Type 1 Diabetes - MOPH Qatar Diabetes Newsletter - 28th Feb 2018View this newsletter in full
The gut and type 1 diabetes linked: study
Researchers at the University of Queensland have now discovered genetics plays a role in the development of this 'unhealthy gut' among type 1 diabetes patients. "We showed that genetic susceptibility and change in immune system function led to alterations in the microbiota," lead investigator Emma Hamilton-Williams said. "This means that changes in the microbiota in type 1 diabetes occur before symptoms develop, and are not just a side-effect of the disease," she explained. The study, published in journal Microbiome, involved mouse models and a large human study of twins in the UK.
19th Feb 2018 - SBS
The gut and type 1 diabetes linked: study
19th Feb 2018 - Daily Mail
New Study Demonstrates that DexCom CGM Significantly Reduces Hypoglycaemia in People with Type 1 Diabetes on MDI
Usage of DexCom CGM reduced the incidence of hypoglycaemic events by 72% for high risk individuals with type 1 diabetes on multiple daily injections (MDI) of insulin. DexCom, Inc today released the findings of the HypoDE study, a multi-centre, randomised controlled trial (RCT) which was discussed on Friday 15th February at ATTD. The study found that the use of Dexcom continuous glucose monitoring (CGM) reduces the frequency and severity of hypoglycaemic events among high-risk individuals with type 1 diabetes treated with multiple daily injections (MDI) of insulin.
20th Feb 2018 - Yahoo Finance
Rare Tumor Could Help Produce Insulin For Type-1 Diabetics, Study Shows
The key to getting them to replicate destroyed beta-cells, says Dr. Stewart, may lie in the DNA of rare benign tumors called beta-cell insulinomas. “Those small insulinoma tumors in the pancreas have the genomic recipe, if you will,” Dr. Stewart said. “They now have the genomic wiring diagram or roadmap for knowing how to make beta-cells replicate.” By sequencing every gene in these tumors, Dr. Stewart found the ones that put the brakes on beta-cell regeneration. As it turns out, certain drugs can take the brakes off the genes in normal beta-cells so they can start to divide. “We found lots of candidates and we’re in the process now of screening drugs that take off these other brakes and we’re making progress there,” Dr. Stewart said.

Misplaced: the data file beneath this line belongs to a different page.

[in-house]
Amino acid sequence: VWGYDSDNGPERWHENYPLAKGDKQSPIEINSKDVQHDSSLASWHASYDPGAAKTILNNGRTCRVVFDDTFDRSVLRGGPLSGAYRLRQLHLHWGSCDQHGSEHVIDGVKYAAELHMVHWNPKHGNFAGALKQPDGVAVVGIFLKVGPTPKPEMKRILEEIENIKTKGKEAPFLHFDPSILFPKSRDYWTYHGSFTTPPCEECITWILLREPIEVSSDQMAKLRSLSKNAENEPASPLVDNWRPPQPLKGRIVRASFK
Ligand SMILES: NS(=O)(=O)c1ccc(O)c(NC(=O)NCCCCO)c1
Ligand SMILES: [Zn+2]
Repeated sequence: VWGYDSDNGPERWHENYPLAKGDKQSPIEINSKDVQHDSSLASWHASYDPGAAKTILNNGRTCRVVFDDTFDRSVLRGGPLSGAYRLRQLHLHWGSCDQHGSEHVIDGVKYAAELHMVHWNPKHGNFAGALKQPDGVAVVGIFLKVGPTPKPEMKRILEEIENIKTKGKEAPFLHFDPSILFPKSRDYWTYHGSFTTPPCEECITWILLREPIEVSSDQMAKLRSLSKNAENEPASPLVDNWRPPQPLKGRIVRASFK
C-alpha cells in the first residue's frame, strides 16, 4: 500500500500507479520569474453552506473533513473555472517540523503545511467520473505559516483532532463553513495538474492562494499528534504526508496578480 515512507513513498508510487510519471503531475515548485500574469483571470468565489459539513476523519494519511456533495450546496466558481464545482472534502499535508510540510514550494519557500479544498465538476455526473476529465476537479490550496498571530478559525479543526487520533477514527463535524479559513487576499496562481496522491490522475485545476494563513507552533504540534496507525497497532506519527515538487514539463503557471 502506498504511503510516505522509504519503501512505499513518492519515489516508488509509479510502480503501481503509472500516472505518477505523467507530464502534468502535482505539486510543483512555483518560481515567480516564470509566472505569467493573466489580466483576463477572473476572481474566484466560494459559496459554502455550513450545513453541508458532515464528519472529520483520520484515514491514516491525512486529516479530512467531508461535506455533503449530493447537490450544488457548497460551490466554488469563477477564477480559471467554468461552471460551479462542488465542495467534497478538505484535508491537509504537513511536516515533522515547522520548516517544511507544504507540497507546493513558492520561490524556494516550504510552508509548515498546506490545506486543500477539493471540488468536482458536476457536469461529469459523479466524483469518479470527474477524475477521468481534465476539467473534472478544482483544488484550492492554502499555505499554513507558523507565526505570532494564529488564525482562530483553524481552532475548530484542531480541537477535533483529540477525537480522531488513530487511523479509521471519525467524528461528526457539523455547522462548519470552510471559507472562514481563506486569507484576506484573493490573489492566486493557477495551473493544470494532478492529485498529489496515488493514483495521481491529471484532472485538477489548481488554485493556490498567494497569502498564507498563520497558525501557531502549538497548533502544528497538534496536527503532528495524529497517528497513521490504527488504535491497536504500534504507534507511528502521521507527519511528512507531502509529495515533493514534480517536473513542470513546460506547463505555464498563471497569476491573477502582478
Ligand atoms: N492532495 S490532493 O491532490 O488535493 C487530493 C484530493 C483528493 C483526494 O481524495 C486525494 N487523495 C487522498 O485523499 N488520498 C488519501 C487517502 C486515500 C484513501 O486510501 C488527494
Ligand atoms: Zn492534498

20th Feb 2018 - CBS New York
Diabetes early in life found to increase risk of fatal heart disease by 60%
Developing type 2 diabetes early in life increases your risk of death linked to heart disease by 60%. The risk of an early death from any cause surges 30% for those diagnosed with type 2 diabetes at 49 but the risk of death linked to cardiovascular disease is 60%. Research on 744,000 sufferers over 15 years to 2011 found the average diagnosis age was 59 and there were 115,363 deaths during the period.
The risk of an early death from any cause surged 30% for those diagnosed 10 years earlier and there was a 60% higher risk of death linked to cardiovascular disease.
23rd Feb 2018 - Mirror.co.uk
Belfast schoolgirl almost dies of diabetic condition
The family of a 15-year-old Co Antrim girl who could have died after being stricken by a dangerous diabetic condition are calling for more awareness over the threat posed by the disease. On February 16 the Belfast Royal Academy student was rushed to the Royal Victoria Hospital with diabetic ketoacidosis (DKA), a complication faced by diabetics that occurs when the body starts running out of insulin. The disorder causes harmful substances - ketones - to build up in the body, which can be life-threatening if not spotted and treated quickly. The condition can cause swelling on the brain, leading to brain damage.
26th Feb 2018 - Belfast Telegraph
"The hardest thing is waking up and part of your body has gone"
I was duty manager at a professional football club and something got in my shoe and caused an ulcer on my toe. I was advised to give up work, which I wouldn’t do – bit of male pride, I suppose. The ulcer got worse and worse and worse, and in the end I had to have an amputation of one of the toes and the metatarsal hub. I have also got a muscle wasting disease in my legs [not related to the diabetes], which they diagnosed when I was in hospital, [and] they tried to pin and straighten my legs. Six months after the procedure I had a huge infection in the pins in my leg and I had to have intravenous antibiotics for a year. If my legs start getting ulcers again, because of all the other complications it could be a case of taking them off.
27th Feb 2018 - The Guardian